1. Make sure the fruit doesn’t rise above the brandy; weigh it down if necessary. Since the alcohol does the preserving, any fruit that floats above the surface may rot or mold. Because alcohol is an excellent solvent as well, I wanted to use a weight that wasn’t going to break down or leach any contaminants into the preserves glass would probably be ideal. I ended up using a Tattler plastic canning lid which the manufacturer says is BPA free. After a couple weeks, the fruit had soaked up enough brandy to sit on the bottom and I took out my “weight”.
Art of Natural Living
It's so nice to share...
Share on Facebook0Pin on Pinterest98Tweet about this on TwitterShare on LinkedIn0Share on Yummly13Share on Google+0Email this to someoneShare on StumbleUpon0Share on Tumblr0

20 thoughts on “Boozy Fruit: The Oldest Preserves (Brandied Plums)

  1. Pingback: Peach Clafoutis with Cranberries | Art of Natural Living

  2. Collette Payne

    Do I use the vanilla beans after scraped out seeds you said to save or do I use the seeds and throw away the pod?

  3. Pingback: Vanilla Plum Muffins - Art of Natural Living

  4. Patricia walmsley

    Hi, just found your website, fabulous, but can you tell me what the measurement c is that you use for sugar and brandy. Thanks

    1. Inger

      I just edited the recipe to spell out “cup”–I really do like it spelled out better too. If you would like conversion to metric, I would say that the 1 cup of sugar would be 225 grams, and the 2 1/2 cups of brandy would be about 575 ml. Does that help?

    1. Inger

      I just kept them in a cool room, in a dark cabinet Abby. The only time I had a spoilage problem was if some of the fruit rose above the alcohol, so be sure it is submerged. Enjoy!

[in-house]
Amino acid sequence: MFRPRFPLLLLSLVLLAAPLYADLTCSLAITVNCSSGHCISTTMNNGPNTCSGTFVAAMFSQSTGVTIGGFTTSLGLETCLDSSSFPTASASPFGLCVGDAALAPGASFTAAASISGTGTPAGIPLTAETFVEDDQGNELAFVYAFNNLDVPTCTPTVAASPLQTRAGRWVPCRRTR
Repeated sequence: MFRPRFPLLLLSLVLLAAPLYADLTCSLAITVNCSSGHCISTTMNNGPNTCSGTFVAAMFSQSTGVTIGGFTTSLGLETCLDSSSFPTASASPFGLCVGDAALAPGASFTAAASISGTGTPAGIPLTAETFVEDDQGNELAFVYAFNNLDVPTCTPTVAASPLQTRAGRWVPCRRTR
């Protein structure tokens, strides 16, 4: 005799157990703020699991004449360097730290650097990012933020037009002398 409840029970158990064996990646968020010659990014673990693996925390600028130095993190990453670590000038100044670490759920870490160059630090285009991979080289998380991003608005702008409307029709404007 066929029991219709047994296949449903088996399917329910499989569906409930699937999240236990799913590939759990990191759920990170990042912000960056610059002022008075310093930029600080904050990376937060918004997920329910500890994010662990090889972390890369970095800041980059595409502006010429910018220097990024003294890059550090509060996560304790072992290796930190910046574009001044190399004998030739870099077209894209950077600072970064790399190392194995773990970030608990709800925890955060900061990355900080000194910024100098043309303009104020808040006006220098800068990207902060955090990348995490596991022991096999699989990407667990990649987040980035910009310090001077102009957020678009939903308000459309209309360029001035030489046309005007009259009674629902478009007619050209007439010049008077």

1. Inger

      I don’t think it should ferment and bubble if the alcohol is strong enough–at least 40% alcohol, aka 80 proof, which brandy typically is. I have some cherries going now for about 3 weeks, just checked them and no bubbles. What type of alcohol did you use? I know that people DO attempt to ferment fruit but guessing that wasn’t your intent. If it is fermenting, be sure not to seal it, because gasses can build up and cause a sealed jar to explode. If there isn’t any mold, rot or off flavors, you might try adding additional brandy–or you could read up on fermenting fruit and perhaps convert to a hybrid product.

    1. Inger

      I think the jug I used to make this in was about a half gallon. I just tried a quart with some cherries and couldn’t fit everything in. I’ve also used a gallon and just not had it as full (or when I’ve done a bigger batch). The important thing is to make sure the fruit stays submerged. Have fun and let me know if you have any other questions.

  5. Rachel T

    I have several pounds of plums in my freezer right now, can I make this recipe with them? Or will they fall apart do you think?

    1. Inger

      You know I’m not sure if they will hold together after they’ve been frozen Rachel. If you’d like the boozy flavor in a recipe, I’d probably soak them overnight and then use them. Of course next year you can forget the freezer and preserve them the easy way (or both) if your chose!

    1. Inger

      I would look around the kitchen for something glass or ceramic that might fit. Perhaps a small plate–or maybe even a smaller glass jar. If you come up with some good inspiration, comment back if you get a chance. Good luck!

Leave a Reply

Your email address will not be published. Required fields are marked *